pyesetz: (woof)
On Thursday, President Trump announced that if the Republicans did not pass the replacement healthcare system by Friday, then he would drop the matter and stay with ObamaCare (which remember is basically the same as RomneyCare, which was a Republican initiative to begin with).  On Friday, as expected, the replacement plan did not pass because it wasn't mean enough to poor people.  Here we are on Monday night and apparently the TrumpCare plan remains dead.

This is the correct outcome!  The Repubs have been saying for seven years that they would "repair or replace" ObamaCare, which they hated because Barack Obama has black skin.  (It couldn't have been because of anything *in* the plan, because Obama had copied it from the Repubs to begin with.)  For seven years they fundraised off racist donors who hated a plan that helps Black people more than Whites.  The (R)'s won the 2016 election, in part, by promising to get rid of ObamaCare and make Black people die in the gutter as God intended.  But of course they can't actually do that.  ObamaCare, like MediCare, is now a permanent entitlement.  Too many voters are getting benefits from it and it would cost too many votes to get rid of it.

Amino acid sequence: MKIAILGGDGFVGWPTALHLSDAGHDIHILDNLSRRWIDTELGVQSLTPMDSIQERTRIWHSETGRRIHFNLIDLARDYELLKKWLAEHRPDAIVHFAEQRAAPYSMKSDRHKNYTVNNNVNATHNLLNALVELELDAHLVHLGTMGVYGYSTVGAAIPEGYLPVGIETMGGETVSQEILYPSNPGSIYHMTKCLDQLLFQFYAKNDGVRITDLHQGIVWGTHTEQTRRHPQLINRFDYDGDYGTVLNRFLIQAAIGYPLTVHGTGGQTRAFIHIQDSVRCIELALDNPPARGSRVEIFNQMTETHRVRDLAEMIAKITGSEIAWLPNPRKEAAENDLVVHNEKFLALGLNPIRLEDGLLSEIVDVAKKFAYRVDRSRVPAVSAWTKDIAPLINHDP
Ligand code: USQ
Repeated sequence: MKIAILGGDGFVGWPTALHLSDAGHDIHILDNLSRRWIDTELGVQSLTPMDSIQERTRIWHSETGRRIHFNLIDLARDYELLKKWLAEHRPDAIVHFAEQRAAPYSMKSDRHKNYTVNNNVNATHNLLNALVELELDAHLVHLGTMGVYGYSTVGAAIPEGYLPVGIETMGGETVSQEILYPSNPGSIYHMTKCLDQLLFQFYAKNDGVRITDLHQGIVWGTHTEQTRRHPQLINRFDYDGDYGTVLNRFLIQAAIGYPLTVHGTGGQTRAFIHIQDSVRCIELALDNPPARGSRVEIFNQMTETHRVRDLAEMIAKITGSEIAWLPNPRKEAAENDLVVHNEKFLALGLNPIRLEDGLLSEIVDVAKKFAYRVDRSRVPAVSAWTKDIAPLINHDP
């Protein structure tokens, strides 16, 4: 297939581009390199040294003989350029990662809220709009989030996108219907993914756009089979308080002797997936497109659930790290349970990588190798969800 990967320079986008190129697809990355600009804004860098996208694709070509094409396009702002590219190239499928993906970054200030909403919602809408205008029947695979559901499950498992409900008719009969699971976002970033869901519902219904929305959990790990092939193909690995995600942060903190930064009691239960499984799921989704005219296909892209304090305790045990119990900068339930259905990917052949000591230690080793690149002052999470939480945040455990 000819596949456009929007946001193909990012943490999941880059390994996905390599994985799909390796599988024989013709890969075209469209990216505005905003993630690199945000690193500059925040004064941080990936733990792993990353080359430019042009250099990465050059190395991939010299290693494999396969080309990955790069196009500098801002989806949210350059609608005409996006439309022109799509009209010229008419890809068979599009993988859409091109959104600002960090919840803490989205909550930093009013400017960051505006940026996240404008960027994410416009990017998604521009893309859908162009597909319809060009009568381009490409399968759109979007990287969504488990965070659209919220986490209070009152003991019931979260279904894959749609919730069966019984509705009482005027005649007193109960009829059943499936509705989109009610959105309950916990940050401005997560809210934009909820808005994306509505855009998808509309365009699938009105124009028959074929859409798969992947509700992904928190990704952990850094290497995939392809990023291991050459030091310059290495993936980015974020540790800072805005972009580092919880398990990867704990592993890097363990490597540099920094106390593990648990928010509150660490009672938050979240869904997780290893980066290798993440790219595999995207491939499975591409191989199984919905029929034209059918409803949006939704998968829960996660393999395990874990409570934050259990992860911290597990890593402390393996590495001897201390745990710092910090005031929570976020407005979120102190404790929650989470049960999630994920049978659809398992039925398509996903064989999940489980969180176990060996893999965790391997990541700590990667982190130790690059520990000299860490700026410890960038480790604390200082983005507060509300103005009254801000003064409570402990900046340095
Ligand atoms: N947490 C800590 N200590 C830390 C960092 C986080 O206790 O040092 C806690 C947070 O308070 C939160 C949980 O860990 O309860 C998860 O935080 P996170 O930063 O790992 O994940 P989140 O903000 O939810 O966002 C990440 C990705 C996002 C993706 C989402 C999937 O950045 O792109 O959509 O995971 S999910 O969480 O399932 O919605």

So how did Trump get out of this unimplementable campaign promise, this "pre-existing condition" signature issue of the Republican party?  He made a big show of *trying* to pass a lame attempt at replacement, which of course failed, and then he dusted off his hands, declared failure, and moved on.  End of campaign promise!  ObamaCare is now the law of the Republican land — which is the right answer for America.  Of course, ObamaCare is a stinking pile of rotting garbage compared to what Canadians get, or what most every well-off country on the planet offers to their citizens (except Andorra — what is wrong with those people?).  But Americans can't have nice things, so ObamaCare is the best they can do.  And Trump has now announced what amounts to bipartisan support for it.  Such a nice president!